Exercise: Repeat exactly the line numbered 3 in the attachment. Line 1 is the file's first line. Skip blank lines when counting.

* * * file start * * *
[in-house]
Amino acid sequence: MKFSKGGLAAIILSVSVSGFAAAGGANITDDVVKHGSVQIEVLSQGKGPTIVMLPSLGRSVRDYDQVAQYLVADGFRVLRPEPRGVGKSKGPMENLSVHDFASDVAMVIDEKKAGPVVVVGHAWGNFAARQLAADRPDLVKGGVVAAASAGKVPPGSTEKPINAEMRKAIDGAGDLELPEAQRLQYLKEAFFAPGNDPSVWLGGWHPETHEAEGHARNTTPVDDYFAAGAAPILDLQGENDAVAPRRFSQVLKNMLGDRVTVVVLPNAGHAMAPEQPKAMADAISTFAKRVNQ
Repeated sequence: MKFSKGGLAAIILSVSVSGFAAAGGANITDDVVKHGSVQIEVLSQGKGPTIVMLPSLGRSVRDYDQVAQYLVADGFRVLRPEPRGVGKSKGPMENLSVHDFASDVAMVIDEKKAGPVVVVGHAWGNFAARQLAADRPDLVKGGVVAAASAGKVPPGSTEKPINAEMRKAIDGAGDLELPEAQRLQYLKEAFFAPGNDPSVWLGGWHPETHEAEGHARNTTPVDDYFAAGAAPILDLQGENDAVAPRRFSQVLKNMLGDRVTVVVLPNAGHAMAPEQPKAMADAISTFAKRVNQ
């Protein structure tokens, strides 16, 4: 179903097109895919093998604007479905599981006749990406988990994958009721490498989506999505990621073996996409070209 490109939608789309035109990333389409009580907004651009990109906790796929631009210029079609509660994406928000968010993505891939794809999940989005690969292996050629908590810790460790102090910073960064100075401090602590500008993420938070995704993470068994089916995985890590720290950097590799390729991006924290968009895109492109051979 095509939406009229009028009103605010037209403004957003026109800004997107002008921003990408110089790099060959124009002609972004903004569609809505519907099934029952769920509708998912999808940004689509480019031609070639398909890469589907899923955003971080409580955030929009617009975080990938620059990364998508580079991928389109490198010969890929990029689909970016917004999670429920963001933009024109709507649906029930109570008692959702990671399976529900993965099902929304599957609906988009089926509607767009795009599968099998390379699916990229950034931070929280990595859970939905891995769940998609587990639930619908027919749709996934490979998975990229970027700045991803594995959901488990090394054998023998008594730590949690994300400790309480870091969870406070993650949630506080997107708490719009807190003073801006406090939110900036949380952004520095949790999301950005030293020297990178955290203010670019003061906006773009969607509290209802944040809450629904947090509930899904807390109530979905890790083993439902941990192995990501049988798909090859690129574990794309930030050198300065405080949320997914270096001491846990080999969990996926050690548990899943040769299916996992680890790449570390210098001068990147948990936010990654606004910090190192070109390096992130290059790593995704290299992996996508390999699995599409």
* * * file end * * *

Repeated sequence: MKFSKGGLAAIILSVSVSGFAAAGGANITDDVVKHGSVQIEVLSQGKGPTIVMLPSLGRSVRDYDQVAQYLVADGFRVLRPEPRGVGKSKGPMENLSVHDFASDVAMVIDEKKAGPVVVVGHAWGNFAARQLAADRPDLVKGGVVAAASAGKVPPGSTEKPINAEMRKAIDGAGDLELPEAQRLQYLKEAFFAPGNDPSVWLGGWHPETHEAEGHARNTTPVDDYFAAGAAPILDLQGENDAVAPRRFSQVLKNMLGDRVTVVVLPNAGHAMAPEQPKAMADAISTFAKRVNQ